Russian foreign ministry spokesperson Alexander Lukashevich does not appreciate Georgia's advice regarding democracy. (IPN.)

TBILISI, DFWatch – Moscow suggests that Tbilisi solves its own problems with democracy and human rights, before giving advise to Russia about saving democracy.

This is a statement of Alexander Lukashevich, spokesperson for the Russian Federation’s Foreign Ministry in response to a statement published on Monday by the Georgian Foreign Affairs Ministry.

The State Duma on July 13 passed a law which means that NGOs funded from abroad and engaged in political activity will be treated as foreign agents, Russian media reports.

Georgia’s Foreign Ministry says the new law reflects fully the Russian ruling elite’s critical attitude towards foreign and international organizations, whose work seeks to contribute to the development of civil society and to the protection of human rights.

“In their minds, the word ‘agent’ is intrinsically associated with ‘foreign spy’ i.e. the Enemy, and their choice of the sentence ‘not-for-profit organization carrying out the function of a foreign agent’ was made to breed mistrust and criticism of these non-governmental organizations among the wider population,” the statement says, adding that the new amendments is a continuation of the campaign waged by the Putin regime against civil society in Russia to bring it into complete submission and conceal the massive and flagrant violations of human rights from the international community.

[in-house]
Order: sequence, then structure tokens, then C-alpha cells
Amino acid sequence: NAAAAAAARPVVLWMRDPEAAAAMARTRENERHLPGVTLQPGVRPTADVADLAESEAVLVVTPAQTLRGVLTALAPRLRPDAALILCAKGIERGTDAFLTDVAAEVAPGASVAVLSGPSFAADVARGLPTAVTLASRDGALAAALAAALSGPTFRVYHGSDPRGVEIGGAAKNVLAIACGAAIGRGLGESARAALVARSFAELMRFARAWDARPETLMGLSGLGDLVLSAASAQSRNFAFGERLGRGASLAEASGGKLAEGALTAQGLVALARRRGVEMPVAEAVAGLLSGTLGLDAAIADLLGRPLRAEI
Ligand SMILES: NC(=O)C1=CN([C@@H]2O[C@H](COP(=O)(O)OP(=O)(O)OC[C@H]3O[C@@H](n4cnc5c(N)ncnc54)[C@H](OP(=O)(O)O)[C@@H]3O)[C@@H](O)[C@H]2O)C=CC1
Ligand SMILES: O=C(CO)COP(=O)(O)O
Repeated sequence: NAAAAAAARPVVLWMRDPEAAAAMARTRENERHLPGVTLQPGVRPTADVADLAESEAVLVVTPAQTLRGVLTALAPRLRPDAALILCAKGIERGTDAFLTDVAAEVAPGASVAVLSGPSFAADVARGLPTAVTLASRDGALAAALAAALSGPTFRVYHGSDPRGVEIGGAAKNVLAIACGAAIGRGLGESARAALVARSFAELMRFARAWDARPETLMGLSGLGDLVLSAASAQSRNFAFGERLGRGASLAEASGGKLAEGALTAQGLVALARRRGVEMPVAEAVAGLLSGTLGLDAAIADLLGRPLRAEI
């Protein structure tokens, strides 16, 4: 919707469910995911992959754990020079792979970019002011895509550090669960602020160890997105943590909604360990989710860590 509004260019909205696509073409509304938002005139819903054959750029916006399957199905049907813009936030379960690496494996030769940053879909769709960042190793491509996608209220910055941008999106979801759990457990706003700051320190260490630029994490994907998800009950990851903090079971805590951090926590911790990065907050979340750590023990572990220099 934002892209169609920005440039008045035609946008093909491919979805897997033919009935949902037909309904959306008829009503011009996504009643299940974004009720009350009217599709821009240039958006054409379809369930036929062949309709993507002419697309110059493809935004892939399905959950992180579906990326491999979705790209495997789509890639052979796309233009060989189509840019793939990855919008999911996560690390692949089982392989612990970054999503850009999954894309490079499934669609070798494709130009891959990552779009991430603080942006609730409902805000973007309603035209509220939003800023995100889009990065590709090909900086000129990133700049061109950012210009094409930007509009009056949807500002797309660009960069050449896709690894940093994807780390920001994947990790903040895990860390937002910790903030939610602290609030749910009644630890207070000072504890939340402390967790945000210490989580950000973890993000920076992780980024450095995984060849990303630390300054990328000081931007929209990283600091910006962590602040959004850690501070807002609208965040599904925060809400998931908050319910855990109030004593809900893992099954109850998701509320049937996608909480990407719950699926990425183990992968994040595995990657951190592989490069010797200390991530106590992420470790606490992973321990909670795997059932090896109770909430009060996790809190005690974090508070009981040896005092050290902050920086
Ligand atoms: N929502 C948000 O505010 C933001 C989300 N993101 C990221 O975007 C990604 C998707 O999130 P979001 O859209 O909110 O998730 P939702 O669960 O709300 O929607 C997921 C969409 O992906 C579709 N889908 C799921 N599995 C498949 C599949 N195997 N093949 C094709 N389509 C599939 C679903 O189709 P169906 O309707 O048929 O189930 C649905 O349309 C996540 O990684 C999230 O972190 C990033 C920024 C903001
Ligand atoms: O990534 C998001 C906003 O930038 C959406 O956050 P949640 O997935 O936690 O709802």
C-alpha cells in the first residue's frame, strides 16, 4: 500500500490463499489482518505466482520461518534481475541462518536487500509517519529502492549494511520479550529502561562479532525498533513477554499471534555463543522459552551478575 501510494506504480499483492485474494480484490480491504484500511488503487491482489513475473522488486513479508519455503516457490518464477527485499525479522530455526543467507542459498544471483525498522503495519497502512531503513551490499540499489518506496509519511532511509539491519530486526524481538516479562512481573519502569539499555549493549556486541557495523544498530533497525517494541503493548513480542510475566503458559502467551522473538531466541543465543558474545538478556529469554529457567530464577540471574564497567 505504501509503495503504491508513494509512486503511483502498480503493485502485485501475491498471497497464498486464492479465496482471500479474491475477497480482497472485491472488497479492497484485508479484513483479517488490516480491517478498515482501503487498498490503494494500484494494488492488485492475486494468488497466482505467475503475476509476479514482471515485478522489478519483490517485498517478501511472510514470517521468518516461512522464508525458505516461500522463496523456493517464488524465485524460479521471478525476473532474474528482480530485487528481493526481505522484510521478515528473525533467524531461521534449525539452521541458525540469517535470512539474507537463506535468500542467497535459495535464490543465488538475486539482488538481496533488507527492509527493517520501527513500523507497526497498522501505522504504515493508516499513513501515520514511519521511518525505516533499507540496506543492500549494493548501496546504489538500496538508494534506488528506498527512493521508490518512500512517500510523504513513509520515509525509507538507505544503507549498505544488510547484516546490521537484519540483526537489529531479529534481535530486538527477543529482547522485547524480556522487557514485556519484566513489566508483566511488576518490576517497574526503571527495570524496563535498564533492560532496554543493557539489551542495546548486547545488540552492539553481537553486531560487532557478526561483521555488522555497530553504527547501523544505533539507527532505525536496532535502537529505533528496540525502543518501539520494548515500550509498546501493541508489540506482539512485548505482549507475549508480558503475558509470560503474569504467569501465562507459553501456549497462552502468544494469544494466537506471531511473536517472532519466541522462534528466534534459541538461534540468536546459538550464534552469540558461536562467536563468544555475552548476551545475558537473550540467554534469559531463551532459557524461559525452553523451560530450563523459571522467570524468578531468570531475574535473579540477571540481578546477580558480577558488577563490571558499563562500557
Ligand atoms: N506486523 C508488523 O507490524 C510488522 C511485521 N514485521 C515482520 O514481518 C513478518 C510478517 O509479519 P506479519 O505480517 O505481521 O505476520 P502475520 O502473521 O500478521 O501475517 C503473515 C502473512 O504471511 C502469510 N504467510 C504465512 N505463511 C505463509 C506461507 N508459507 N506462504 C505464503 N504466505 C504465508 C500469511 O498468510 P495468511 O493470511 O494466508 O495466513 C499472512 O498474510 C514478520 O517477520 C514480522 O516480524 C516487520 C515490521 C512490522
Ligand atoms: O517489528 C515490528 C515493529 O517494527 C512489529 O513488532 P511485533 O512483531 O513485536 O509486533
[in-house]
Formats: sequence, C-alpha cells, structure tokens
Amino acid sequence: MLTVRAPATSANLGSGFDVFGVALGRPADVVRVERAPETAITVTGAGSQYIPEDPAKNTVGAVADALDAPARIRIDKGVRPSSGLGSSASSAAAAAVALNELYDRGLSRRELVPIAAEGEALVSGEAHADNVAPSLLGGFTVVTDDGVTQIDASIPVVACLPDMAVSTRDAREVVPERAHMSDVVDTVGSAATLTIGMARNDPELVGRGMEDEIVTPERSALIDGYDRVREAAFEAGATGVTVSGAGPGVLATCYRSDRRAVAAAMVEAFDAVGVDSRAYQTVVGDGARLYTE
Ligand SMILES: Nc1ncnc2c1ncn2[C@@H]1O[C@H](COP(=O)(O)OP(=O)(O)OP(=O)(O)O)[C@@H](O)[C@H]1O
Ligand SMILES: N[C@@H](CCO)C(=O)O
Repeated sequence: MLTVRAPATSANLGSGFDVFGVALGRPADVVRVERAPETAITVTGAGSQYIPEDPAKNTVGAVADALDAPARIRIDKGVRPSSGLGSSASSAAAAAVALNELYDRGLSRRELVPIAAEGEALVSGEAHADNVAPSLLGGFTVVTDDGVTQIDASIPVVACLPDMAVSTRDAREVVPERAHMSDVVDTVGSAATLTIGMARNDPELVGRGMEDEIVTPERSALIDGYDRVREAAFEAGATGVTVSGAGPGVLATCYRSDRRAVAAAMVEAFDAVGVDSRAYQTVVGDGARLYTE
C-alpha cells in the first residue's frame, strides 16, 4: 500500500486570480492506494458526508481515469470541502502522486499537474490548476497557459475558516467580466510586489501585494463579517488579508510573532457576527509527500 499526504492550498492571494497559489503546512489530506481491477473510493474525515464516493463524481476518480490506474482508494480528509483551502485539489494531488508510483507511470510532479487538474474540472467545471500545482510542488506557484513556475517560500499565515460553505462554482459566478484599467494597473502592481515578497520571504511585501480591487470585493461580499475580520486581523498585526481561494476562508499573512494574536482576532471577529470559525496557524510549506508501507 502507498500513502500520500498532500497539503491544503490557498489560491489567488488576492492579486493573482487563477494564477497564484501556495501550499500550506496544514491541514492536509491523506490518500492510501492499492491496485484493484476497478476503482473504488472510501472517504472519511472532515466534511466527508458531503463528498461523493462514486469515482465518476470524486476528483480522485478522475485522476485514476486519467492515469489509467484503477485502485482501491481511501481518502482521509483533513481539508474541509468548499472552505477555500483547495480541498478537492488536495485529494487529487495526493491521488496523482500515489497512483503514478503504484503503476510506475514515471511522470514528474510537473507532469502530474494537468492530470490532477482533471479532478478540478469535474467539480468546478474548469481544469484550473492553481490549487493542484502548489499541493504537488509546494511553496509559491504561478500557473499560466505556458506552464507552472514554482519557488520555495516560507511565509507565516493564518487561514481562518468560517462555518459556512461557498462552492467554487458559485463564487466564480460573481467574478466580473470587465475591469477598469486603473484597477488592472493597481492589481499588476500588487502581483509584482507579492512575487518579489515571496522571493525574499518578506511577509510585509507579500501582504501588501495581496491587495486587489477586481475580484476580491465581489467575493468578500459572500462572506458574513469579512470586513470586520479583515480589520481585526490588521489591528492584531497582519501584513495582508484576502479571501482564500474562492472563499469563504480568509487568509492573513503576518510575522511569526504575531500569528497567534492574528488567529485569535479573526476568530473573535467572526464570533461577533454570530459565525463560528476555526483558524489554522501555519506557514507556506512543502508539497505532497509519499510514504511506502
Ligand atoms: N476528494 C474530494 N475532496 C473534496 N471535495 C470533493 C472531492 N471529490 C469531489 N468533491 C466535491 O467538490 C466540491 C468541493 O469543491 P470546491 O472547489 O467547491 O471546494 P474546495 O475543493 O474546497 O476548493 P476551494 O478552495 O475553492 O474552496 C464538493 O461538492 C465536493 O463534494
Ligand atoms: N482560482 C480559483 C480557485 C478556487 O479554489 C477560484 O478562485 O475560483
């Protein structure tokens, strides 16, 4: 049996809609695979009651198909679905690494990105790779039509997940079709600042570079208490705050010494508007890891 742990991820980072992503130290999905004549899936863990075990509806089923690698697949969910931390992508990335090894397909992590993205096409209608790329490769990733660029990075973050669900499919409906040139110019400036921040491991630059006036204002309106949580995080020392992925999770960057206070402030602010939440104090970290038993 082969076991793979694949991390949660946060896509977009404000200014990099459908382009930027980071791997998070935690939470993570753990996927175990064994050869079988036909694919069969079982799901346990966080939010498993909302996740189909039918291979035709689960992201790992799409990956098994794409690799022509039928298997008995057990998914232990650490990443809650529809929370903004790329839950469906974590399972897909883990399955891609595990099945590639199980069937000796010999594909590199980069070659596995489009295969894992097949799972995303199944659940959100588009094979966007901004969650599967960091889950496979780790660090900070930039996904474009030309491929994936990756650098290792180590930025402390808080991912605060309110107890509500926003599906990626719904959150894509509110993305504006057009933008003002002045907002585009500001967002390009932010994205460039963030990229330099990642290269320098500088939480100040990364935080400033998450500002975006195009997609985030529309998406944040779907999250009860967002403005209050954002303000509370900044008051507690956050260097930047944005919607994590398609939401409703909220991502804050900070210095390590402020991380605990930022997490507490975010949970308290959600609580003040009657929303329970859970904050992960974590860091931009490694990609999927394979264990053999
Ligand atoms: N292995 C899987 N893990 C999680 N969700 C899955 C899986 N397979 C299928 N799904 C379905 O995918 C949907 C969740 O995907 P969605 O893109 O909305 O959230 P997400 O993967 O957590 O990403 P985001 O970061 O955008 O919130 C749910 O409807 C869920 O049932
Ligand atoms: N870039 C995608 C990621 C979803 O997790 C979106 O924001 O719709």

Lukashevich today responded that the best Georgian authorities can do to promote democracy in the world is ‘to finally solve serious problems in compliance with democratic freedoms, human rights and national minorities in their own country.’

These problems have repeatedly pointed out, and the UN Council on Human Rights, Council of Europe, and other human rights organizations, Lukashevich says.

“Claims of the regime of Mikhail Saakashvili, on the role of mentor in matters of international human rights are simply ridiculous,” he added.